|Publication number||US7323736 B2|
|Application number||US 11/438,188|
|Publication date||Jan 29, 2008|
|Filing date||May 22, 2006|
|Priority date||Jul 5, 2002|
|Also published as||EP1378935A2, EP1378935A3, US7060193, US20040004054, US20060207965|
|Publication number||11438188, 438188, US 7323736 B2, US 7323736B2, US-B2-7323736, US7323736 B2, US7323736B2|
|Inventors||Pradeep Yelehanka, Sanford Chu, Chit Hwei Ng, Jia Zhen, Purakh Verma|
|Original Assignee||Chartered Semiconductor Manufacturing Ltd.|
|Export Citation||BiBTeX, EndNote, RefMan|
|Patent Citations (6), Referenced by (4), Classifications (39), Legal Events (3)|
|External Links: USPTO, USPTO Assignment, Espacenet|
This is A DIVISIONAL APPLICATION of U.S. patent application Ser. No. 10/189,876, filed on Jul. 5, 2002, now issued as U.S. Pat. No. 7,060,193, which is herein incorporated by reference in its entirety, and assigned to a common assignee.
(1) Field of the Invention
The invention relates to the fabrication of integrated circuit devices, and more particularly, to a method for the creation of passive semiconductor components and circuits at one level using selected and non-identical dielectric materials therefore.
(2) Description of the Prior Art
Semiconductor devices are typically created using numerous related processing steps for the creation of device features. After active semiconductor devices have been created, these devices are typically personalized, which can take the form of interconnecting such basic sub-functions as gate arrays or DRAM cells or the interconnecting of logic functions to create a more complex device.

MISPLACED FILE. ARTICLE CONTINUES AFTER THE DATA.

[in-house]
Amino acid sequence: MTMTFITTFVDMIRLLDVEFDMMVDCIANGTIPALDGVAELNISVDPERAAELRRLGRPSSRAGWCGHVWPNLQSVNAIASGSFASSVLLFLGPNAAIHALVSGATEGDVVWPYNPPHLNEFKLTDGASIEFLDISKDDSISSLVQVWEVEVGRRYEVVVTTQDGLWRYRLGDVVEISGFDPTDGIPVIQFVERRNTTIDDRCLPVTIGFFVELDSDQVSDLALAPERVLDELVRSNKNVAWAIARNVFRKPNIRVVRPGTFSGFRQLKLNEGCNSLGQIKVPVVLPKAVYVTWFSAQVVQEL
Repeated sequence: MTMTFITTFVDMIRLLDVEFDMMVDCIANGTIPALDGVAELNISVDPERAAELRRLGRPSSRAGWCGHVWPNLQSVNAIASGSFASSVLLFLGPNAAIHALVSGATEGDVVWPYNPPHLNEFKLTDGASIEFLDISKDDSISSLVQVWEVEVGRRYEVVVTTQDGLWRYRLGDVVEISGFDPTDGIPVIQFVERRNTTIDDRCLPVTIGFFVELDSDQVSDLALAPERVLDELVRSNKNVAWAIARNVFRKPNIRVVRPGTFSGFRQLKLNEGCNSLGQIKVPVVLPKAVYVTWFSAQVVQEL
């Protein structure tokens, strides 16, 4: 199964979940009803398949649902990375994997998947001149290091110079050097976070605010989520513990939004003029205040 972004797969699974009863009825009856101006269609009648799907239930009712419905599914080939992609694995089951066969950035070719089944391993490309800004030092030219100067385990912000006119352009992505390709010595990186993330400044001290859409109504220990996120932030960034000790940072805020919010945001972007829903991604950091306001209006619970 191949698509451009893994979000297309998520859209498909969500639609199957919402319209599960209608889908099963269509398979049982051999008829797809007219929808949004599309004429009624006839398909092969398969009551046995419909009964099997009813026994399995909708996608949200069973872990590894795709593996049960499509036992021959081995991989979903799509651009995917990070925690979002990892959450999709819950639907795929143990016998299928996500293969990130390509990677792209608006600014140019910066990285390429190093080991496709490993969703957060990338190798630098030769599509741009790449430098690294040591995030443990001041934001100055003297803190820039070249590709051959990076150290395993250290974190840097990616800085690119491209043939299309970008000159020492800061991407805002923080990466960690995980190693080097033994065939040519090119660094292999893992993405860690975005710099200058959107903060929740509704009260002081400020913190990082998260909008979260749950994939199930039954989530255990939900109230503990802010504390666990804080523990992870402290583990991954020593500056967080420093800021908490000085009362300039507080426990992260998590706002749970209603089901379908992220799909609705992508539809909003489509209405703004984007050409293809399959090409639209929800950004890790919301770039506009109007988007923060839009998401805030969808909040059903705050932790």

In addition to creating active semiconductor devices, such as MOSFET devices and DRAM cells or logic devices, the art increasingly uses the creation of passive components such as capacitors or inductors as part of an integrated semiconductor device processing sequence. This integration of the creation of active and passive semiconductor components has the advantage of being cost-effective in addition to providing additional freedom in designing more complex semiconductor device functions.
As dimensions of advanced Integrated Circuit (IC) devices have continued to decrease, so also have the dimensions of conductors and interconnection elements, which connect and interconnect those integrated circuit devices. In particular, dimensions of conductor and interconnection elements which directly contact IC devices have typically decreased the greatest, thus becoming the smallest in dimension of conductor and interconnecting elements within advanced IC devices. These most narrow conductor and interconnection elements typically comprise the first conductor or interconnection level, which contacts an integrated circuit device. Most commonly, first conductor levels have been formed from aluminum metal or aluminum metal alloys. Most commonly, first interconnection levels (i.e. first conductive contact studs) are formed of tungsten. As IC device dimensions have decreased while simultaneously maintaining and increasing demands for performance of IC devices, it has become increasingly more important for conductor and interconnection elements within IC devices to exhibit a high level of conductivity while simultaneously showing limited susceptibility to degradative phenomena such as electromigration.